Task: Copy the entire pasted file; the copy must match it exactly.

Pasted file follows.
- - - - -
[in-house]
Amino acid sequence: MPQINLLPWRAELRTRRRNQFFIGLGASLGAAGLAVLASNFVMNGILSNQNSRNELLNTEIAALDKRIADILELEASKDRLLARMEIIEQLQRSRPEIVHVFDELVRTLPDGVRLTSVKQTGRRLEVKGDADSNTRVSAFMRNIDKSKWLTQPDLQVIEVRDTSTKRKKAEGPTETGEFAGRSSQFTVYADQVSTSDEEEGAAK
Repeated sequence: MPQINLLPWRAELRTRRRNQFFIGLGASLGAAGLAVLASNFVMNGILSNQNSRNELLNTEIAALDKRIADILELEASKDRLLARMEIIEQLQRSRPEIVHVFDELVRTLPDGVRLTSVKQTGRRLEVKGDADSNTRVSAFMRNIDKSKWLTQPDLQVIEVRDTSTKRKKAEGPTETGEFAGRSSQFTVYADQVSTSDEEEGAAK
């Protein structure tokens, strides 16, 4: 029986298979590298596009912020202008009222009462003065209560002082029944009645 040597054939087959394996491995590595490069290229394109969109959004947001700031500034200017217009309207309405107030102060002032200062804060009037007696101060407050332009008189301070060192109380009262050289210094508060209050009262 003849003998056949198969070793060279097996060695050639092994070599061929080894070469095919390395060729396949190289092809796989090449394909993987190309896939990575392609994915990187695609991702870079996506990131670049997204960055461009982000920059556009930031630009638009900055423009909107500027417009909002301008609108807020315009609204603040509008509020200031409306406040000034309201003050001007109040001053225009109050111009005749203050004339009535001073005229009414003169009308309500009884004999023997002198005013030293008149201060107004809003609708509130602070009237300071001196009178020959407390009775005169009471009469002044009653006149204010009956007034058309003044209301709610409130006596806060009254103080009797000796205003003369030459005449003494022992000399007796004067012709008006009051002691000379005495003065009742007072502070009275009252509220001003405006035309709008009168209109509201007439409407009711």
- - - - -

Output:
[in-house]
Amino acid sequence: MPQINLLPWRAELRTRRRNQFFIGLGASLGAAGLAVLASNFVMNGILSNQNSRNELLNTEIAALDKRIADILELEASKDRLLARMEIIEQLQRSRPEIVHVFDELVRTLPDGVRLTSVKQTGRRLEVKGDADSNTRVSAFMRNIDKSKWLTQPDLQVIEVRDTSTKRKKAEGPTETGEFAGRSSQFTVYADQVSTSDEEEGAAK
Repeated sequence: MPQINLLPWRAELRTRRRNQFFIGLGASLGAAGLAVLASNFVMNGILSNQNSRNELLNTEIAALDKRIADILELEASKDRLLARMEIIEQLQRSRPEIVHVFDELVRTLPDGVRLTSVKQTGRRLEVKGDADSNTRVSAFMRNIDKSKWLTQPDLQVIEVRDTSTKRKKAEGPTETGEFAGRSSQFTVYADQVSTSDEEEGAAK
């Protein structure tokens, strides 16, 4: 029986298979590298596009912020202008009222009462003065209560002082029944009645 040597054939087959394996491995590595490069290229394109969109959004947001700031500034200017217009309207309405107030102060002032200062804060009037007696101060407050332009008189301070060192109380009262050289210094508060209050009262 003849003998056949198969070793060279097996060695050639092994070599061929080894070469095919390395060729396949190289092809796989090449394909993987190309896939990575392609994915990187695609991702870079996506990131670049997204960055461009982000920059556009930031630009638009900055423009909107500027417009909002301008609108807020315009609204603040509008509020200031409306406040000034309201003050001007109040001053225009109050111009005749203050004339009535001073005229009414003169009308309500009884004999023997002198005013030293008149201060107004809003609708509130602070009237300071001196009178020959407390009775005169009471009469002044009653006149204010009956007034058309003044209301709610409130006596806060009254103080009797000796205003003369030459005449003494022992000399007796004067012709008006009051002691000379005495003065009742007072502070009275009252509220001003405006035309709008009168209109509201007439409407009711």